As of July 13, no soybean rust has been found on soybeans in any field in Mississippi, but recent rains across the state created ideal conditions for the fungus.

July 13, 2007 - Filed Under: Crops, Forages

MISSISSIPPI STATE -- A week of almost daily rains after July 4 could not overcome three years of deficit rainfall, but Mississippi's pastures and crops show evidence that the drought is over, at least for a short time.

Charles Wax, state climatologist and Mississippi State University professor of geosciences, compared the rain deficit to lost sleep.

“When you lose sleep, you can't catch up. Extra rest can help in the future, but the past is over,” Wax said.

Darrin Dodds
July 12, 2007 - Filed Under: Cotton

MISSISSIPPI STATE -- Darrin Dodds has been named the state’s new cotton specialist with the Mississippi State University Extension Service.

Dodds will serve as the primary contact for Extension educational material, technology transfer and programming regarding production of cotton, said Michael Collins, head of MSU’s Department of Plant and Soil Sciences.

July 12, 2007 - Filed Under: Pesticide Applicator Certification, Community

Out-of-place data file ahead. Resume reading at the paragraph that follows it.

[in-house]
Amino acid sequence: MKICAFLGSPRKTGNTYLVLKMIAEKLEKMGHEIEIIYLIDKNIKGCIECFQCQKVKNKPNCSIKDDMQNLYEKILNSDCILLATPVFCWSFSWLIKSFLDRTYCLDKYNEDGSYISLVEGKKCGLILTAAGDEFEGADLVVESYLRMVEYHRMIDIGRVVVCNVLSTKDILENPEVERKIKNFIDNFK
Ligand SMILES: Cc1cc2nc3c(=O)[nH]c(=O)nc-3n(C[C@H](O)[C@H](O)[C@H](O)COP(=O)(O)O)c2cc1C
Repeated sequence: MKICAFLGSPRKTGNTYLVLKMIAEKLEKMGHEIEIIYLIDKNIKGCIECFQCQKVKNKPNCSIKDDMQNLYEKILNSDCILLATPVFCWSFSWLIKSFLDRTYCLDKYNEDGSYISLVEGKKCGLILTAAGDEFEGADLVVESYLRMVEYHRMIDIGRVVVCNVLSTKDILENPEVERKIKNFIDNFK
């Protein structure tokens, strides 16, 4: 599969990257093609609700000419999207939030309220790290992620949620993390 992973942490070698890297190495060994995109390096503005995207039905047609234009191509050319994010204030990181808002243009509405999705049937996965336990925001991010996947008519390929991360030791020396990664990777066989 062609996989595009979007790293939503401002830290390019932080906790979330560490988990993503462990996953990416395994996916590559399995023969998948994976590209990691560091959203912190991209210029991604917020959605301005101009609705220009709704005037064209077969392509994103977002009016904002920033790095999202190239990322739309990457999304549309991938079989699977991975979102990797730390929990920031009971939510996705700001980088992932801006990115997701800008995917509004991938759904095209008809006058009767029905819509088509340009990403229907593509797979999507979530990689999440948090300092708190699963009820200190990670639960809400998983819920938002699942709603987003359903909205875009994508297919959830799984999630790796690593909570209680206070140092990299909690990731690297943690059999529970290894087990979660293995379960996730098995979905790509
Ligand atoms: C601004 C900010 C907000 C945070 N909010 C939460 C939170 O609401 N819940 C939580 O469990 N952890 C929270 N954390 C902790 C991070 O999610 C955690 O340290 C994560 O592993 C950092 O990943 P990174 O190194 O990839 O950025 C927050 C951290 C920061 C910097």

MISSISSIPPI STATE -- The Mississippi State University Extension Service will hold a waste pesticide collection day July 31 in Tunica County for farmers and pesticide applicators in northwest Mississippi.

The event will be held from 8 a.m. to 3 p.m. at the Tunica Gin on Highway 61, one mile south of Tunica. There is no fee to participate.

Waste pesticides are leftover, cancelled, suspended or unusable products. Examples include insecticides, herbicides, fungicides and plant growth regulators. Empty pesticide containers will not be accepted.

Crystal Palace Gem is one geranium gardeners will grow for its colorful lime-green foliage. They may never care if their reddish flowers ever bloom in this mixed container.
July 12, 2007 - Filed Under: Lawn and Garden, Flower Gardens

By Norman Winter
MSU Horticulturist
Central Mississippi Research & Extension Center